Is stigma associated with migraine?

Most people think migraine is a bad headache and may tell someone with a migraine, "You know, I just take Advil for my headaches and I'm fine. Why can't you take that?" Or "What do you mean you have to cancel our plans again because you have a headache?" The general population doesn't understand the many symptoms that come along with migraine. If people want to really understand the issue they should read Not Tonight: Migraine and the Politics of Gender and Health by Joanna Kempner, a sociologist at Rutgers University, who examines the stigma around migraine.

How is gender related to stigma?

Migraine is a disease that affects mostly women and they've been told over time not to talk about it. They're often made to feel ashamed about it.

Who participates in Miles for Migraine?

We have people of every age because migraine also affects children. At our Philadelphia event we have a kids' scavenger hunt because sometimes children can't participate in a walk or run. We also have a youth camp for kids and their parents at the Children's Hospital of Philadelphia and also at the University of California San Francisco. So we get everybody who has migraine from as little as 4 years old up to people in their eighties at our events.

How do you encourage people to participate?

We have a patient letter we distribute in doctors' offices. Doctors typically don't have time to explain to patients why they should participate so the letter does the job for them.

How else do you encourage participation?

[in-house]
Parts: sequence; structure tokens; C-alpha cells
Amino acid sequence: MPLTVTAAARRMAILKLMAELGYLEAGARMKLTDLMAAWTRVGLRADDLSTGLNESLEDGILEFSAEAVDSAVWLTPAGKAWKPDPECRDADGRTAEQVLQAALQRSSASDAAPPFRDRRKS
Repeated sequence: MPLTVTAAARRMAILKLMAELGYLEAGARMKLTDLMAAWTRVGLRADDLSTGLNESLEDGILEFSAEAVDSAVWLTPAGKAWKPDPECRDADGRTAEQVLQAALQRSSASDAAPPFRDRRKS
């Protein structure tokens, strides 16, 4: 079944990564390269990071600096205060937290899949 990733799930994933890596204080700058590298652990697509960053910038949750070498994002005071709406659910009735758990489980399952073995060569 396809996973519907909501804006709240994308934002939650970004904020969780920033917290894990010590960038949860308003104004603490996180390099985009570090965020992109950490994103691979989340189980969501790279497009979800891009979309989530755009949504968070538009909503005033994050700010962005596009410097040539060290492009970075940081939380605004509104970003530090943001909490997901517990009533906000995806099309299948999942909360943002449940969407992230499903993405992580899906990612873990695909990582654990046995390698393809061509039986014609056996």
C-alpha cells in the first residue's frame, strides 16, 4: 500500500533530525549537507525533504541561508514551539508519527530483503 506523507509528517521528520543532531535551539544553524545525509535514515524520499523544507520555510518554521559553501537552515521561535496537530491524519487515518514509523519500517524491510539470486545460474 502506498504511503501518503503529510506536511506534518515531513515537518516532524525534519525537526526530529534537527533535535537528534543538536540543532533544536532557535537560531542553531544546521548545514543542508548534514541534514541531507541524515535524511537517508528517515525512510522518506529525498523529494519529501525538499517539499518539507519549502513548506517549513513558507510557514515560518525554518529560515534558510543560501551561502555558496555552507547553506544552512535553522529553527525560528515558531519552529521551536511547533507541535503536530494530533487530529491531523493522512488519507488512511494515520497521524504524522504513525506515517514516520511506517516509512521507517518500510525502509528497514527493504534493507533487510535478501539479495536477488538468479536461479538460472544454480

We may explain, for example, that new FDA-approved drugs due out next year are going to be very expensive and one way to be sure these drugs are covered by insurance is to start making some noise. The more people we have the more likely the event will be covered by the news media and create some publicity around migraine and the drugs used to treat the condition.

How do you hope these events will affect migraine awareness?

My number one hope is that our events will help to eliminate the stigma and encourage people to talk more about their disease.

How do running/walking events help foster community?

People interact very differently when they are face-to-face versus online. I've seen parents of young children with migraine brought to tears because they're so grateful for an event where they can interact with other parents. The same is true for teens. At their last educational day, when we asked them back for a closing ceremony, they asked to skip it, saying, "We all want to hang out together and just talk."

How far ahead should people commit to participating?

We like them to plan at least two months before the event because we rely on their fundraising to fund research fellowship programs. In this past year, for example, of the 30 fellowship programs that encourage doctors to specialize in headache less than 20 were filled. Doctors are not choosing to go into the field. That's a real concern for patient care.

How are Miles for Migraine's fundraising efforts?